Trump’s “Death Wish” Comment to McConnell Encapsulates Political Violence Problem


Former President Donald Trump said Senate Minority Leader Mitch McConnell has a “death wish” for supporting Democrat-sponsored bills.

Trump wrote the remark on his social media platform Truth Social on Saturday after McConnell voted to prevent the government shutdown, and after he voted in favor of the Electoral Count Act, which was largely a response to the election-counting chaos that transpired on January 6, 2021. Trump’s comment about McConnell encapsulates the trend of violence, and violent speech, that has engulfed American politics in recent years.

The New York Times reported on the increasing number of death threats that members of Congress have faced. Rep. Alexandria Ocasio-Cortez (D-N.Y.) sought a 24-hour security detail after receiving countless death threats; Rep. Pramila Jayapal (D-Wash.) had a man with a semiautomatic weapon show up at her home; Sen. Susan Collins’ (R-Maine) window was smashed by a stranger.

“I wouldn’t be surprised if a senator or House member were killed,” Sen. Collins said. “What started with abusive phone calls is now translating into active threats of violence and real violence.”

According to the Capitol Police, the number of recorded threats against members of Congress increased more than tenfold in 2021; the number of threats are expected to escalate as the midterm elections approach.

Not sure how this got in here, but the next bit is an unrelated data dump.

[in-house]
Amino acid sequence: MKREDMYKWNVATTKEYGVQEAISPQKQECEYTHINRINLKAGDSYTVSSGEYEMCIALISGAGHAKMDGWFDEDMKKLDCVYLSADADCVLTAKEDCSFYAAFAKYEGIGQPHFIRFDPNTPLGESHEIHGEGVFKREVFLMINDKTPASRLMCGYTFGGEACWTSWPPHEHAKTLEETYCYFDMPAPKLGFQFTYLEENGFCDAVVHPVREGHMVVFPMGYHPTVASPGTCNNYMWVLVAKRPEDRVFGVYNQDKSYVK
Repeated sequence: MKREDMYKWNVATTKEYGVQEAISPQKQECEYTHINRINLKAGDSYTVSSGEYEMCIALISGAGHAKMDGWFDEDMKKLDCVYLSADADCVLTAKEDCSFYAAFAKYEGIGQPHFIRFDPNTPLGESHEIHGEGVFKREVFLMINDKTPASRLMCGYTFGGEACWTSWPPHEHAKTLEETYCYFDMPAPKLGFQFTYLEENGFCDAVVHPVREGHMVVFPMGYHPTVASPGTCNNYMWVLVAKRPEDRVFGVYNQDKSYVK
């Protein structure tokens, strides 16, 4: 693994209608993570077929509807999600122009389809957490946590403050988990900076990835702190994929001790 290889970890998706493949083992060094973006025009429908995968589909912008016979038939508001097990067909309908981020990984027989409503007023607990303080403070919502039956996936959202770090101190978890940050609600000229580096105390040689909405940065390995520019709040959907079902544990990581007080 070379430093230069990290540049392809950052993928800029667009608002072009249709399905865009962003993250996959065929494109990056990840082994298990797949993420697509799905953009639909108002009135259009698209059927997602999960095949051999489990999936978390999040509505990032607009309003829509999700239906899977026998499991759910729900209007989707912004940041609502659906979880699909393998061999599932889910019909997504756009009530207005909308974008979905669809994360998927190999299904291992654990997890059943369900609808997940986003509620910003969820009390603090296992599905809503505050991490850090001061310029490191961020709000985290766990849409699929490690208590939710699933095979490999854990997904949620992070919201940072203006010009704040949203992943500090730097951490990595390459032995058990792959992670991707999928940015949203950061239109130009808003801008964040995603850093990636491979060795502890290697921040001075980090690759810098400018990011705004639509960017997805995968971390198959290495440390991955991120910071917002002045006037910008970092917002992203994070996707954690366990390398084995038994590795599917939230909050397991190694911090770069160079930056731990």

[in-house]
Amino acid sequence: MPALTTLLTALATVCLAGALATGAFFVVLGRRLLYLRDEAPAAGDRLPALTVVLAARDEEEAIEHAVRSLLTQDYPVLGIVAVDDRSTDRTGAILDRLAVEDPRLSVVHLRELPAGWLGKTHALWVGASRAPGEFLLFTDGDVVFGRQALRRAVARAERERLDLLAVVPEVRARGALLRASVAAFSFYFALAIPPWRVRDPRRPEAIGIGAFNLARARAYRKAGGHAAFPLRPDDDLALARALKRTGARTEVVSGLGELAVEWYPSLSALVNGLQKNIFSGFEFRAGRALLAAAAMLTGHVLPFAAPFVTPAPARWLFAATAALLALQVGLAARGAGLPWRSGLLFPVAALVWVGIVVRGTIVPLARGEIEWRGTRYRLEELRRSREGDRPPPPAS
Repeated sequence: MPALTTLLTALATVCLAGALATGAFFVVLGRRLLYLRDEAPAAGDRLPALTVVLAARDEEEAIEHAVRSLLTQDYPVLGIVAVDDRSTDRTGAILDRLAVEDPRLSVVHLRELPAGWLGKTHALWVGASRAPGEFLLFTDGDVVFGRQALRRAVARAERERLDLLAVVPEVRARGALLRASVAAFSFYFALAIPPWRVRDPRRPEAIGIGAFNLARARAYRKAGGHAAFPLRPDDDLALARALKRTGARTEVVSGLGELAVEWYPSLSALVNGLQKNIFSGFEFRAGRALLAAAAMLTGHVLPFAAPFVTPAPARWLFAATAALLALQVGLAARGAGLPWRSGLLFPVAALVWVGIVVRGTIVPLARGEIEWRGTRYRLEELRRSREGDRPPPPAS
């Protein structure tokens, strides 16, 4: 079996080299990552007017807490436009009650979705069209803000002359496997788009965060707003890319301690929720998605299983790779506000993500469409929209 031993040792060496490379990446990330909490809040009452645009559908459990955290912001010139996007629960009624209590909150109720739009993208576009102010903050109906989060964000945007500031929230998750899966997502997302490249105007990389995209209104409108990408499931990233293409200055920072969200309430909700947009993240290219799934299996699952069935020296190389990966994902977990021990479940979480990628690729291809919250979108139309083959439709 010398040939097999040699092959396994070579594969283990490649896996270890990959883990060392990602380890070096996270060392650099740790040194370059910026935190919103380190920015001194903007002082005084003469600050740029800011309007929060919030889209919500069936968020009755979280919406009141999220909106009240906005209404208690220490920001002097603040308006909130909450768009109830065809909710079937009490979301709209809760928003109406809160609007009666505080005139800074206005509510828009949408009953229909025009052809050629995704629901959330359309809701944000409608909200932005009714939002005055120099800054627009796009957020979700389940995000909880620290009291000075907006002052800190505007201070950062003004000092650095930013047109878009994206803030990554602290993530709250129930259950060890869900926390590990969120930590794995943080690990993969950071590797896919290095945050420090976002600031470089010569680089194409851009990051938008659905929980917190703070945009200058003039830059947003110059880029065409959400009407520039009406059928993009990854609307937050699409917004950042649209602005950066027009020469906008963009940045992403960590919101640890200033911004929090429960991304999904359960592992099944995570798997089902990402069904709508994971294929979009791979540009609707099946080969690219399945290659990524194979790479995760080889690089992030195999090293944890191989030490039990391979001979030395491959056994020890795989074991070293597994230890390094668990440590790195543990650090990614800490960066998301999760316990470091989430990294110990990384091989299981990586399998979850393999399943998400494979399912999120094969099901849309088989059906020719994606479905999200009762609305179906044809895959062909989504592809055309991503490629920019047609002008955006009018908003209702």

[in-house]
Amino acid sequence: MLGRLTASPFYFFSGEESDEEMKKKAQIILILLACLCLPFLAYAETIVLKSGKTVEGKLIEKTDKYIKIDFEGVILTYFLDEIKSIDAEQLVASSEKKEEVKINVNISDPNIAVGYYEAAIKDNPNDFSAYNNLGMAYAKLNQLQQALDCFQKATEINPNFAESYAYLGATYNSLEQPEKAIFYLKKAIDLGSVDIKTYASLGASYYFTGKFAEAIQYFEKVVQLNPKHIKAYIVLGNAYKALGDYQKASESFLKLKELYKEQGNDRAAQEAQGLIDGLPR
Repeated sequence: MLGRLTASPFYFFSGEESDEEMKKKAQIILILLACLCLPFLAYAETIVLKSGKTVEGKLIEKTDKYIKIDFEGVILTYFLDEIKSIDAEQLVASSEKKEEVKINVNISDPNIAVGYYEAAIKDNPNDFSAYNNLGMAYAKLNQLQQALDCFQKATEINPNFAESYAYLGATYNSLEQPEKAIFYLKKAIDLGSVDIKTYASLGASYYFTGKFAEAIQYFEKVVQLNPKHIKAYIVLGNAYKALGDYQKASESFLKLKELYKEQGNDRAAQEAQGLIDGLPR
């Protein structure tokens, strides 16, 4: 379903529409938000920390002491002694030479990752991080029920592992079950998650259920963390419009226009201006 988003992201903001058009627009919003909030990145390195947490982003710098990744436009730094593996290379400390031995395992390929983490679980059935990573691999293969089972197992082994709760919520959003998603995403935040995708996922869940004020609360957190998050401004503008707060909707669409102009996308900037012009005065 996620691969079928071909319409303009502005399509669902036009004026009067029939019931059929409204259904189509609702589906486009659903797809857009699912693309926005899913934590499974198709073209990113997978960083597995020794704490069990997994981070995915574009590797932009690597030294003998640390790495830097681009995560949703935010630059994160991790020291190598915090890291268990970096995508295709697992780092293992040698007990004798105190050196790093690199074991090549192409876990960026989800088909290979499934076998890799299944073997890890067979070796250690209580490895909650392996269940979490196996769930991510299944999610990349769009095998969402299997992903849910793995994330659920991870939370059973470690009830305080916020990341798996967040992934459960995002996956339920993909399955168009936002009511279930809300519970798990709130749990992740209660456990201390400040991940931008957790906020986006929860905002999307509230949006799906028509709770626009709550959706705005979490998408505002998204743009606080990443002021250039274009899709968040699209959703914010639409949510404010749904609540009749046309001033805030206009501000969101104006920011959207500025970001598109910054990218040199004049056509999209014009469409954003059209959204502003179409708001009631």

Since the Capitol breach on January 6, Rep. Liz Cheney (R-Wyo.)—a frequent recipient of Trump’s animosity—spent more on security than any other House Republican. In July, due to the rise in threats to lawmakers, the House sergeant-at-arms announced it would cover the cost of security equipment at Congress members’ homes.

Rep. Adam Kinzinger (R-Ill.) remarked on the escalation of threats on Twitter: “Threats of violence over politics has increased heavily in the last few years. But the darkness has reached new lows.”

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This violent speech has also extended to election workers; officials expect there to be a workforce shortage, citing safety concerns. Kim Wyman, senior election security lead at the Cybersecurity and Infrastructure Security Agency (CISA), said one in three elections officials and poll workers have quit their positions over fears for their safety.

“People who would normally be poll workers…on Election Day are taking that step back and saying, ‘I don’t know that it’s worth my life,’” said Wyman. 

The midterm elections take place on Tuesday, November 8.





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